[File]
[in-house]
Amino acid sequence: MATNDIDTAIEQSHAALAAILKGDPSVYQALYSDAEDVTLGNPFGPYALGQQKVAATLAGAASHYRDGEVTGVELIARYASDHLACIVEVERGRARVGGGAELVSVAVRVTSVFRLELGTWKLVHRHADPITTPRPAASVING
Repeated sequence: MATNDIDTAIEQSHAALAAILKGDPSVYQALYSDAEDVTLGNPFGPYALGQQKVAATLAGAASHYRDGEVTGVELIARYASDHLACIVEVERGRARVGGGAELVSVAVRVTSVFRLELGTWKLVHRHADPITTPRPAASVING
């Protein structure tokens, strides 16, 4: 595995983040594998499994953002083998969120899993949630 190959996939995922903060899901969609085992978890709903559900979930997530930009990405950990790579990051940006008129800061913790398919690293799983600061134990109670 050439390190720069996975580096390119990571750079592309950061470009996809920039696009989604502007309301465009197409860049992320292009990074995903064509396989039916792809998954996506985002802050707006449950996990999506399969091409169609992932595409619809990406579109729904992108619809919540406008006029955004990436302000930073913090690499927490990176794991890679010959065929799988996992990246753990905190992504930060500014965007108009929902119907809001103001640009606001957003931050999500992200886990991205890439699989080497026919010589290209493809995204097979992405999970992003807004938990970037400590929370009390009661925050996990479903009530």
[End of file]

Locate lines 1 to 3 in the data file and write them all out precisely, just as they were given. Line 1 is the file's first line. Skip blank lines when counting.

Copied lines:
[in-house]
Amino acid sequence: MATNDIDTAIEQSHAALAAILKGDPSVYQALYSDAEDVTLGNPFGPYALGQQKVAATLAGAASHYRDGEVTGVELIARYASDHLACIVEVERGRARVGGGAELVSVAVRVTSVFRLELGTWKLVHRHADPITTPRPAASVING
Repeated sequence: MATNDIDTAIEQSHAALAAILKGDPSVYQALYSDAEDVTLGNPFGPYALGQQKVAATLAGAASHYRDGEVTGVELIARYASDHLACIVEVERGRARVGGGAELVSVAVRVTSVFRLELGTWKLVHRHADPITTPRPAASVING